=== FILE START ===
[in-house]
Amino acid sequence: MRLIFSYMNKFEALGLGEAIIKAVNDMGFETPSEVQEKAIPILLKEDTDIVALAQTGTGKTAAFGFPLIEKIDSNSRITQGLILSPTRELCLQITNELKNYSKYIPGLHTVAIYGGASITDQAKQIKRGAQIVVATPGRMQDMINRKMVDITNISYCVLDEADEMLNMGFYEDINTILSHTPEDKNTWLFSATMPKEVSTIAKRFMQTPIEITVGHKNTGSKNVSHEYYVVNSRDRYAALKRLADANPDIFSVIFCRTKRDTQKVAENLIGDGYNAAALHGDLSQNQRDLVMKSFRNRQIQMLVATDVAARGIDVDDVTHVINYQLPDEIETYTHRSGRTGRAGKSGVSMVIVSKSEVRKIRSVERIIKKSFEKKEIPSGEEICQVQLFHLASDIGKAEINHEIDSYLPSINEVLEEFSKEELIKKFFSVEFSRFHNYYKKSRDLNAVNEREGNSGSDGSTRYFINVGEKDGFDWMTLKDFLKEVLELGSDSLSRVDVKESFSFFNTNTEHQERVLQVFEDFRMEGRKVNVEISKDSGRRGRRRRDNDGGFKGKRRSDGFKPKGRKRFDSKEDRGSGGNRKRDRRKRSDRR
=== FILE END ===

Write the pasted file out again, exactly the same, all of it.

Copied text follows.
[in-house]
Amino acid sequence: MRLIFSYMNKFEALGLGEAIIKAVNDMGFETPSEVQEKAIPILLKEDTDIVALAQTGTGKTAAFGFPLIEKIDSNSRITQGLILSPTRELCLQITNELKNYSKYIPGLHTVAIYGGASITDQAKQIKRGAQIVVATPGRMQDMINRKMVDITNISYCVLDEADEMLNMGFYEDINTILSHTPEDKNTWLFSATMPKEVSTIAKRFMQTPIEITVGHKNTGSKNVSHEYYVVNSRDRYAALKRLADANPDIFSVIFCRTKRDTQKVAENLIGDGYNAAALHGDLSQNQRDLVMKSFRNRQIQMLVATDVAARGIDVDDVTHVINYQLPDEIETYTHRSGRTGRAGKSGVSMVIVSKSEVRKIRSVERIIKKSFEKKEIPSGEEICQVQLFHLASDIGKAEINHEIDSYLPSINEVLEEFSKEELIKKFFSVEFSRFHNYYKKSRDLNAVNEREGNSGSDGSTRYFINVGEKDGFDWMTLKDFLKEVLELGSDSLSRVDVKESFSFFNTNTEHQERVLQVFEDFRMEGRKVNVEISKDSGRRGRRRRDNDGGFKGKRRSDGFKPKGRKRFDSKEDRGSGGNRKRDRRKRSDRR